Terrorist attacks in London this morning sent global equity markets into turmoil.
While details of the tragedy continue to emerge, mutual fund investors with holdings in the U.K. and Western Europe have been left wondering how to respond. Our advice to investors is not to panic, even with investments in Europe.
Sam Stovall, chief investment strategist at Standard & Poor’s, says investors should “stay the course,” reminding them they should “let their investment decisions be driven by economic factors.”
Jean-Michel Six, chief European economist for Standard & Poor’s, commented that financial markets reacted “predictably” to the bombings.
“European stocks recorded their biggest drop in two years, while the Financial Times 100 index was down 2% at 1:30 GMT,” Six noted. Based in London, he said the longer term impact of today’s events are “difficult to assess, but past history suggests it should not be too dramatic from an economic standpoint.”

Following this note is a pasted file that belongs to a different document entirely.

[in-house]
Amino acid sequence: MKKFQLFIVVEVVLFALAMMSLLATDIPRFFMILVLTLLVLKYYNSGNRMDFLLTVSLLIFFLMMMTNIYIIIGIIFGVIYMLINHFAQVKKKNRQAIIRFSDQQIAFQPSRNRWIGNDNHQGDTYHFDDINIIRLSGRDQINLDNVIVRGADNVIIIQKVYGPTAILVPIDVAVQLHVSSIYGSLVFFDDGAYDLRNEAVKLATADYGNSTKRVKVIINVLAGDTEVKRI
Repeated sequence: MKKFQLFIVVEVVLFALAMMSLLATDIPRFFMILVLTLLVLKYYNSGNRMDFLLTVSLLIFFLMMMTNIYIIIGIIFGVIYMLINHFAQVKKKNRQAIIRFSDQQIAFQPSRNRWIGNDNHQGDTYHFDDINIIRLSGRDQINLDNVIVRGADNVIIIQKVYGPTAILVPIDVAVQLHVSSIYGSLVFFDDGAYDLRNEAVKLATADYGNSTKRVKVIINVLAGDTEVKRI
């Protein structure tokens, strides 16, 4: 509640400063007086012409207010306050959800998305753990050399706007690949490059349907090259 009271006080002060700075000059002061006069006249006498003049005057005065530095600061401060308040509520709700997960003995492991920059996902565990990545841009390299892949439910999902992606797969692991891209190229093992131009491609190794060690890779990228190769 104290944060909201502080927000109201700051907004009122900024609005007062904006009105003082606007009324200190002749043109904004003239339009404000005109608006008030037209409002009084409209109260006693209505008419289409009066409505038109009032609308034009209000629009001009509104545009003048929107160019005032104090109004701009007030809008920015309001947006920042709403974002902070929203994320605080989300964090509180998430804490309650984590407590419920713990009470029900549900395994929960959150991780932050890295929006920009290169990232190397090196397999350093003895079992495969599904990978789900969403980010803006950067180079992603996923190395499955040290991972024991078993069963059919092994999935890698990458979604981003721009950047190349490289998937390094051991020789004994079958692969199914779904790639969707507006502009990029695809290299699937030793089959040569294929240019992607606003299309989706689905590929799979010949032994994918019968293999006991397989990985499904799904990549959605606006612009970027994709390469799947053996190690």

Stovall noted that shocks like the London bombings “take a toll on investors’ nerves,” as reflected by the average 3.2% one-day price decline of the S&P 500 Index following shocks such as September 11, the assassination of Kennedy, and the Cuban Missile crises. However, his research indicates that the market free-fall lasts no more than four or five days and that, on average, the S&P 500 has taken only 14 days to recover from past tragedies, excluding the Pearl Harbor bombings.
Pam Holding, co-manager of Putnam International Growth & Income Fund/A (PNGAX) said, “not wanting to trivialize this tragedy in any way, from a market perspective, we are looking at this as a buying opportunity.”